Maid by Stephanie Land
Debut author Stephanie Land takes a painfully honest look back at her years spent cleaning a lot of other people’s houses for only a little pay, while also raising two children alone. “Maid” has been billed as “‘Evicted‘ meets ‘Nickel and Dimed,'” which are two of my favorite nonfiction books about the cyclical challenges of rising out of poverty in America—no matter how hard you’re working at those bootstraps.
I think of reading books like this (and “Evicted,” etc.) as a civic responsibility. They help me understand how poverty in our country works (both in the past and today… because its causes and effects are constantly morphing), why it is so hard to climb out of, and how we all contribute to poverty’s brutal repercussions even if by simply misunderstanding what poverty can do to a person. Or in this case, one tough mother.
Orwell On Truth by George Orwell
Also an intangible civic duty: educating ourselves on the history of truth and democracy. I found this little pocket book at the Chicago Public Library branch that opened LITERALLY WITHIN A BLOCK FROM MY APARTMENT (!!!!). It features excerpts of Orwell’s most potent arguments about what truth actually is and how hypocrisy can manifest itself in even the most well-intentioned. His brilliant, astute critical observations about how language shapes our cultures and world views made him an enemy of both the left and the right. Which kind of makes him my hero.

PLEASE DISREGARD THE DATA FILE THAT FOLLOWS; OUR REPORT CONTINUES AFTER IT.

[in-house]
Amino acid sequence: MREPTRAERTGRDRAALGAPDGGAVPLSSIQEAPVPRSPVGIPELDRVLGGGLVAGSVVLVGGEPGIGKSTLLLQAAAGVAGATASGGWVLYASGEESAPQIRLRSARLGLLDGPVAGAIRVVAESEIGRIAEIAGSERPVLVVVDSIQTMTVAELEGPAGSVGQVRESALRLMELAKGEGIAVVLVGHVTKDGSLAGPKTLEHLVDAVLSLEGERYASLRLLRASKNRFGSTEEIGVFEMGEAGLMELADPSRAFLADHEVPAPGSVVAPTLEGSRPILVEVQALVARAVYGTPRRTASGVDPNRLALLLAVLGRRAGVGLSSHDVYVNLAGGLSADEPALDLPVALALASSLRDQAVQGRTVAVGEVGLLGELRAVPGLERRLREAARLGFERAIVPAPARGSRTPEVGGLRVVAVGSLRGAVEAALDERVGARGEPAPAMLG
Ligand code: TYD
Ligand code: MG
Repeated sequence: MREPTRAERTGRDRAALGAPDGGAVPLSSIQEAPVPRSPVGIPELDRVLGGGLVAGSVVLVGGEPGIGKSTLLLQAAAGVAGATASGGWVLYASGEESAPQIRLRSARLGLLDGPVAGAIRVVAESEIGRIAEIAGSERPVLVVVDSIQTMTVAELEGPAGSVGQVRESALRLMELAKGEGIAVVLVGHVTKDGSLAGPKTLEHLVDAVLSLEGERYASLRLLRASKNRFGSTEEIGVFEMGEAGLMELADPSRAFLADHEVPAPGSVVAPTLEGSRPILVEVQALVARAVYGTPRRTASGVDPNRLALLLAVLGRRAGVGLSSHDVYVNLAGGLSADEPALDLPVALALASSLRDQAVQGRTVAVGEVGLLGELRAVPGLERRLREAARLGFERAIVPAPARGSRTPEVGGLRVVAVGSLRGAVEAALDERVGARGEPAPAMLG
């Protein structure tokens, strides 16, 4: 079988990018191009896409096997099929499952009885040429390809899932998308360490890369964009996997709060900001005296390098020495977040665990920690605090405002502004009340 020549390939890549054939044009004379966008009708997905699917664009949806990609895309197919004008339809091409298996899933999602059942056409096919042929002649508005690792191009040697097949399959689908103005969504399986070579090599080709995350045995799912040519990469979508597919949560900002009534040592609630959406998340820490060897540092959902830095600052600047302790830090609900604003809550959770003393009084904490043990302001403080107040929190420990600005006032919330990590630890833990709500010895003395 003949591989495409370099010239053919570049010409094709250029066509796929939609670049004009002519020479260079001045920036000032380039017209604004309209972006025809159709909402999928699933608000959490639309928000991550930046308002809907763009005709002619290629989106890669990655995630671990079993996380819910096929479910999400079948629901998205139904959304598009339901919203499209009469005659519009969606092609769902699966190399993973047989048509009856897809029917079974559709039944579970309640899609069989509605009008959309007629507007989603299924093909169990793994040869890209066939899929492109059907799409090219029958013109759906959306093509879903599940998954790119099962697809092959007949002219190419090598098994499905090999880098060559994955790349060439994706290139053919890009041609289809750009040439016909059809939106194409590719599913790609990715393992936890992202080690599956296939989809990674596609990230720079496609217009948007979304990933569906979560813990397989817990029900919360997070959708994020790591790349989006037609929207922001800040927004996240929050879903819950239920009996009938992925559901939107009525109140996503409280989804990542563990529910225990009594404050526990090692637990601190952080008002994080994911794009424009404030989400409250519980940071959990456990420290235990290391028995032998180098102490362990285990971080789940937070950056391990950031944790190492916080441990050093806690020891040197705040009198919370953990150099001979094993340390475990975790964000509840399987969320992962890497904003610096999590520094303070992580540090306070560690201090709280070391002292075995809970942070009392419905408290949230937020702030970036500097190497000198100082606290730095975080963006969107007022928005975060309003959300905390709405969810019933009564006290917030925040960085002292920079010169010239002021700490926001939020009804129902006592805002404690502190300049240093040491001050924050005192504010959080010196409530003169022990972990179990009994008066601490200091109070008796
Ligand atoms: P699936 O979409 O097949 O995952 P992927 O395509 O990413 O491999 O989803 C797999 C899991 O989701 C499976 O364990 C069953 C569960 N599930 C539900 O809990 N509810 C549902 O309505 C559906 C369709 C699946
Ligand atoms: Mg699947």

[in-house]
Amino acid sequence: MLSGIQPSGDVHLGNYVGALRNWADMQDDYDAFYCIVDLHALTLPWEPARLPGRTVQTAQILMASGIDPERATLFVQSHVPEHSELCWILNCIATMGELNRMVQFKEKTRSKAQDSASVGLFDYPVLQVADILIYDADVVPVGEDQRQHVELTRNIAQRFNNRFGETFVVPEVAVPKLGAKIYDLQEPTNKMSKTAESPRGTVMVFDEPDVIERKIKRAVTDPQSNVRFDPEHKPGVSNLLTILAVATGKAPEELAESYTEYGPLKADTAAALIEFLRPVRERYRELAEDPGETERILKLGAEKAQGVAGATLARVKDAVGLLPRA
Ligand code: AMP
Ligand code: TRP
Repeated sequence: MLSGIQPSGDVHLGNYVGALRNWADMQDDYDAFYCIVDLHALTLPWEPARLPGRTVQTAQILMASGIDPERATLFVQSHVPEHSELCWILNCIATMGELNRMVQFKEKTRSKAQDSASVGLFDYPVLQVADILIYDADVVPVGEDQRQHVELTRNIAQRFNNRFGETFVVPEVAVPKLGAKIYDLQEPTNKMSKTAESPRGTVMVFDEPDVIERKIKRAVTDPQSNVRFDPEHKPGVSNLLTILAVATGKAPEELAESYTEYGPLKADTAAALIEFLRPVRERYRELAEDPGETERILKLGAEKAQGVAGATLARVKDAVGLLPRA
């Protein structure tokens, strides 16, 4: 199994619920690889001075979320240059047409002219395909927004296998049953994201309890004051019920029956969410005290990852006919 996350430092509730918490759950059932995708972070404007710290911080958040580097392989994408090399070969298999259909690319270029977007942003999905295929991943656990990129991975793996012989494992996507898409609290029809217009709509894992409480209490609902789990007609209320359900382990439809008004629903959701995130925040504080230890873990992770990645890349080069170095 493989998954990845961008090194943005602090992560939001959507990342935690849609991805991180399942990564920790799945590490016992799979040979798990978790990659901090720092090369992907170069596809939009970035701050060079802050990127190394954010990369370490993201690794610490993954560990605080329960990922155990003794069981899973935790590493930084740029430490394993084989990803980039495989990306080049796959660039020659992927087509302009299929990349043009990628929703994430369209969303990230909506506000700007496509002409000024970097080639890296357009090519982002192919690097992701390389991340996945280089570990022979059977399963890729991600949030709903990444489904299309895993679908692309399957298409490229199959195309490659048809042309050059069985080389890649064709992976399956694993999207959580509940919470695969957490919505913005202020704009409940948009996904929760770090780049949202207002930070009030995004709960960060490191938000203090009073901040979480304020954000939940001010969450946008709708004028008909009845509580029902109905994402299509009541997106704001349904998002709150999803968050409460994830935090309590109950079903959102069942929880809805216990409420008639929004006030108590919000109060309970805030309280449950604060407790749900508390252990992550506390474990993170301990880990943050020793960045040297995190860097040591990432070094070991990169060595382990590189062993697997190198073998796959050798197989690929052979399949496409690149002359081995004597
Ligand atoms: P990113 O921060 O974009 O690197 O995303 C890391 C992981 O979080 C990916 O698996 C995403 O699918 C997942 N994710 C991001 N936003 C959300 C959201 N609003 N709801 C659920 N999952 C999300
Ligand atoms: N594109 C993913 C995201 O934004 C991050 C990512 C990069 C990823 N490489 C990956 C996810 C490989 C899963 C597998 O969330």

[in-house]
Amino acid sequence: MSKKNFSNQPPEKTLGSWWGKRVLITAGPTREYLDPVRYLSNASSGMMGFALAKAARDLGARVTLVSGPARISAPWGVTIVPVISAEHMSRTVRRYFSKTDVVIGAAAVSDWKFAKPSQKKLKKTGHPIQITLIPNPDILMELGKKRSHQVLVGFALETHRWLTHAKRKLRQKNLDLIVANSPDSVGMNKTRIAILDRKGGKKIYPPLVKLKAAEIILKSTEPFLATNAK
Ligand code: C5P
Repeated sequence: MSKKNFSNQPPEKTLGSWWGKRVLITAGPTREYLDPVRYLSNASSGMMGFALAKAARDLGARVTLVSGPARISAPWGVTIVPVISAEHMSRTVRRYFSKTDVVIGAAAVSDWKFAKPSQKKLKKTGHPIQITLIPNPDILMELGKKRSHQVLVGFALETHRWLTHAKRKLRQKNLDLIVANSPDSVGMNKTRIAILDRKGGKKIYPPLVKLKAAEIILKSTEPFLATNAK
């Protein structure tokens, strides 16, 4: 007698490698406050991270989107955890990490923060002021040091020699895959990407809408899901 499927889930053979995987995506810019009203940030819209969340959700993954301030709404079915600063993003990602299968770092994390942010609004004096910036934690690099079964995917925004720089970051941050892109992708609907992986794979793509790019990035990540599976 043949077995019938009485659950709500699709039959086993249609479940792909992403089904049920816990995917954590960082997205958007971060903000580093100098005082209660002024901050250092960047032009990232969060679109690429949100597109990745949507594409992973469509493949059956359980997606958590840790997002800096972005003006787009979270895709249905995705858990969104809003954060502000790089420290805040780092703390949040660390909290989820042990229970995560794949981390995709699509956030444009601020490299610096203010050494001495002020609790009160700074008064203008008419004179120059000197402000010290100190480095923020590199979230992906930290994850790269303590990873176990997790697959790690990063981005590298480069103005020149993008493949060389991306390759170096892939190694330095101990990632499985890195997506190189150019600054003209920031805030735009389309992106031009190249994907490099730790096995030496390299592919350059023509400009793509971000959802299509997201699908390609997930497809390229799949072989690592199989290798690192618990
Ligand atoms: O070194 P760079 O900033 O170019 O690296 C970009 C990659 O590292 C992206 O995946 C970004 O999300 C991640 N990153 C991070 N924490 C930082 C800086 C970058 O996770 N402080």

There’s so much I didn’t know about Orwell or appreciate about his work until reading this brief book. I was surprised at how modern his essay writing reads; though, I shouldn’t have been, considering that “1984” is perhaps the most prescient novel of all time. Nostradamus of the nine-to-fiver.
The Nightingale by Kristin Hannah
And, because it’s Valentine’s Day month, I’ll be reading this historical fiction novel from 2015 that I still see people raving about on social media. It gets so much love! I’ve been meaning to read Kristin Hannah’s book that came out last year, “The Great Alone,” but figured I should finish this tale first. A story of two sisters struggling to survive in WWII France, Hannah weaves together a big-hearted story about the power of love in a time of hateful power. I can’t wait to soar away with this one.